Showing posts from August, 2010

Road Trip Blues

I don’t get it. I used to really love road trips. The sense of adventure. The sense of stepping out of your everyday life into a transition. The sense of possibility and openness. Now, this trip, I just feel panicked. Not that anything bad per se has happened. Not like last time we made this journey to and from my mother’s house in Texas and I managed to slide our car off the road (there was ice, but it was still my fault and the car was totaled). No, everything has gone surprisingly well. The puppy is having the time of her life—so many new smells! So many new people and dogs to meet! And everybody else seems perfectly happy, content to listen to David Sedaris reminisce about his family while the miles pass under our car. Nor is there anything in particular that I am especially worried about—unless you count nearly every member of my (extended) family. I suppose that could be it, but it feels more existential than critical. Yes, all of us are in crisis one way or another t

Notes from the Mountaintop

Saturday, August 21, 2010 4:58pm MST It’s beautiful up here, but my iPad’s 3G seems a bit challenged. I’m not sure I’m going to be able to post anything “live” for the next several days. Which is probably a good thing. I’m supposed to be on vacation, but I’m feeling so stressed. I don’t think it was really the drive up here, but I suppose it could be. Maybe it was the program we were listening to in the car. I really hate David Sedaris, but it’s probably because I’m jealous. How come he gets to make his boring, everyday life so interesting, while I’m sitting here, spirit central, not able to think of anything to say? Okay, so let’s face it. It’s been a stressful last couple of months. Last couple of years. Whatever. I’m still angry, still battling my Balrog, still liable to find myself trapped in the dark, anxious and terrified, with nothing to do but go on. We’ve been watching “Soap” on Netflix a lot this past week or so. You know the episode where Jessica tries to convin

Notes from the Road

There's a U-Haul in front of us and skiffle on the iPod. The road is rolling out before us and the sky is clear all the way to the horizon. We must be in middle America. What do I see? My husband says that if I want to have more people reading my blog, I should write about things that more people are talking about. Like current events. Or, I don't know, Jesus. I saw a big billboard yesterday and that's what it said: "JESUS". In giant white letters on a green background. Or maybe the letters were green and the background was white. I'm not sure, I just remember the word: "JESUS". So, if I want to have more readers, maybe I should write about Jesus. Which I suppose I could since I do think about Jesus quite a lot, although I tend to call him "Christ". But I'm really not sure that would help as I doubt very much that most of what I would say about Jesus would interest the people who sponsored that billboard. Or maybe not. Maybe they would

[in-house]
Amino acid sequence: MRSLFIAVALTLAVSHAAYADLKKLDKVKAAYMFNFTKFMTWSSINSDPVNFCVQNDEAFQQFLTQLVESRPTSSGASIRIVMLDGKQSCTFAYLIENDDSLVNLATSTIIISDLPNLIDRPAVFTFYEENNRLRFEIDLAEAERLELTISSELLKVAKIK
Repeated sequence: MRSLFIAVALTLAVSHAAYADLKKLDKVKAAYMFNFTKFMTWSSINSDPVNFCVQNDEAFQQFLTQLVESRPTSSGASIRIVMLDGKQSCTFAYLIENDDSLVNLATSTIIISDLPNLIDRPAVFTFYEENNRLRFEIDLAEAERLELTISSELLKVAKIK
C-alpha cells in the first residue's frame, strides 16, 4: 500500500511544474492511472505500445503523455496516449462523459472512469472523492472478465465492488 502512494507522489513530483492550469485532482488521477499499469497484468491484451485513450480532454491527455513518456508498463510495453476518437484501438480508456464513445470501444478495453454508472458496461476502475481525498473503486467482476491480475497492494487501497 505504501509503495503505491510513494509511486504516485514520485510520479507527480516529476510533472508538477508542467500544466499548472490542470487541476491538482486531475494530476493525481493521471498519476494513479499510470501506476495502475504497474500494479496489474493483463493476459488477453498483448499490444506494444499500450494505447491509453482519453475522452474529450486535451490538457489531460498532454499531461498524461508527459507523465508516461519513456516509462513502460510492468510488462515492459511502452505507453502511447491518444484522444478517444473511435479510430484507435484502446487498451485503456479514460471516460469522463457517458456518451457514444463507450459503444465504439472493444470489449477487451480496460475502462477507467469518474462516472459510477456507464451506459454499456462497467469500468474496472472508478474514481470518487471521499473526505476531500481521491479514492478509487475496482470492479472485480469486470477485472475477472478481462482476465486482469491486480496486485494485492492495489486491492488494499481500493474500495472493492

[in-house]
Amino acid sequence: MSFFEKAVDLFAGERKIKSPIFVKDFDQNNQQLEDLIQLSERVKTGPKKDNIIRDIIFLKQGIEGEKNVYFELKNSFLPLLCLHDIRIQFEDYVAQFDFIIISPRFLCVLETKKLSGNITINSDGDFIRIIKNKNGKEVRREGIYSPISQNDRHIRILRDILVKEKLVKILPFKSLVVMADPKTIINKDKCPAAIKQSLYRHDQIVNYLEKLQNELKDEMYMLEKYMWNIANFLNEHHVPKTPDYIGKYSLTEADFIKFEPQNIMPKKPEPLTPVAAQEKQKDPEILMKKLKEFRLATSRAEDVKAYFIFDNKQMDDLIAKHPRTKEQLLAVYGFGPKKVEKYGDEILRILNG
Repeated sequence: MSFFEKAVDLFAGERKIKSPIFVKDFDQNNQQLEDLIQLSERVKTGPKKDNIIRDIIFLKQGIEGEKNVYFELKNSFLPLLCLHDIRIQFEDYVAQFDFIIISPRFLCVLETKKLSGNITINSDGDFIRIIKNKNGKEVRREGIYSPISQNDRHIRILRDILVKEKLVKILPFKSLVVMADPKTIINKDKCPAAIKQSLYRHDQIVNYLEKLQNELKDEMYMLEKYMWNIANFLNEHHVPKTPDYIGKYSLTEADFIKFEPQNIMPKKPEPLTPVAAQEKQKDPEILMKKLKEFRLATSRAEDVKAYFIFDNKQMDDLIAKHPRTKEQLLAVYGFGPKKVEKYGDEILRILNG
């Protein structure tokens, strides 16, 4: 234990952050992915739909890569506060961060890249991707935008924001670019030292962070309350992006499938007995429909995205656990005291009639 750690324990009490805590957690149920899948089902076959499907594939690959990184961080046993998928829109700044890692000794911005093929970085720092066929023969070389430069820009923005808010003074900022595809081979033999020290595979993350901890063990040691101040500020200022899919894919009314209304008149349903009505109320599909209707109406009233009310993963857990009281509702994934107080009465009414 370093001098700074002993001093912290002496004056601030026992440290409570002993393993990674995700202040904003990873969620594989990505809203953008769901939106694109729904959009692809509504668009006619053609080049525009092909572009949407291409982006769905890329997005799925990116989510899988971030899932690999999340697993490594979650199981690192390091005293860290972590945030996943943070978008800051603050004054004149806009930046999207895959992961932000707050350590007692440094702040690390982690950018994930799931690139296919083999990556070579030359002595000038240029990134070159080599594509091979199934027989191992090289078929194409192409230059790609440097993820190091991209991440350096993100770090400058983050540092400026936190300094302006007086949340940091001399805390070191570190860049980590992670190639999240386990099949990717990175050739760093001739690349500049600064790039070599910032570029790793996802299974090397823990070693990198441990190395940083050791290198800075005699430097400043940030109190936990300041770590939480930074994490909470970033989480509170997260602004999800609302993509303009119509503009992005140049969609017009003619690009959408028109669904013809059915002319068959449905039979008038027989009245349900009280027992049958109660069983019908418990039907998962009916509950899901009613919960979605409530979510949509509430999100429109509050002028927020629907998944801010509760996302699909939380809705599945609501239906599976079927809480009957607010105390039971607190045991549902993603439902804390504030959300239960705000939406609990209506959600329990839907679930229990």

The Bridegroom Calls to the Virgin: “Come, You Will Be Crowned!"

"After, however, the virgin-bride-mother ( virgo Sponsa mater ) has been taken up gloriously by the Son, and has taken her glorious seat with the Bridegroom above the angels, I think that I ought to be silent, rather than dare to speak concerning the honor in which she rejoices and the joy with which she sees herself to be honored. For what my intellect or one similar to mine does not grasp, what manner or effect of revelation is possible, when whatsoever that intellect thinks to contemplate, cannot be explained easily in suitable words? This much clearly can be said, that where the Son is--who set up the flesh he assumed to the right of the Father (whatever it is that Scripture calls the right)--there also is his mother, who gave to him of her own flesh, who gave birth from her womb to the God-man without loss of her corporeal integrity. "There, it is said, she is crowned with glorious honor and honorable glory, and from him, and in him, and with him whom she bore, she g

Who is this who comes forth like the sun, beautiful as Jerusalem?

"I am a rose of Sharon, a lily of the valleys." "You are beautiful, my beloved, and there is no spot in you. Your lips drip honeycomb; milk and honey are under your tongue; the fragrance of your unguents is above all spices. For now the winter has passed, the rain has gone and departed; the flowers have appeared; the flowering vines give out a sweet smell, and the voice of the turtledove is heard in our land: Arise make haste, my beloved; come forth from Lebanon, come, you will be crowned." --Antiphons for the Feast of the Assumption of the Blessed Virgin Mary. Cf. Song of Songs 6:9, 6:3, 2:1, 4:7, 4:11, 4:10, 2:11-13, 2:10, and 4:8.

HTSS: Day Six, Sitting Still

5:56pm "Hail, Mary, full of grace, the Lord is with you. Blessed are you among women, and blessed is the fruit of your womb." My nails are done, my hair is up, the flowers are here, the champagne is in the fridge. The cake is on order to be delivered tomorrow. I've practiced my shoes. I have a new dress, my husband's suit is cleaned. We've chosen the passages from the Song of Songs that we want to read. And we have our new rings, custom-made by one of the jewelers whom we met at the local art fair this past June. I have a mystery novel ( with corgi !) to keep me company this evening. Now all I have to do is figure out some way to sleep sitting up tonight. Brides are supposed to be nervous on the night before their wedding, right? Oh, I could do with a cigarette.

HTSS: Day Five, Poop on the Carpet

7:49pm "Hail, Mary, full of grace, the Lord is with you. Blessed are you among women, and blessed is the fruit of your womb." I can feel every nerve in my face, my neck, my lower arms, my hands. My legs are clenching up. It's been a long day. And yet, a good one: yoga with my puppy after my husband left for work, a long-overdue chat with my sister on the phone, some reading for my current research, a pedicure and a manicure, a nap, some good food, now a movie on DVD. How much more comfortable could life get? Except that the chat with my sister included a number of " Soap "-level crises; my husband forgot his phone when he went to work so I couldn't talk with him all day; I still haven't started writing those book reviews even though I've read all the books because I don't know yet what I think about them; I'm anxious that I don't chip my nail polish before Sunday and my right big toenail is threatening to fall off (fencers will und

HTSS: Day Four, Corporal Cure-all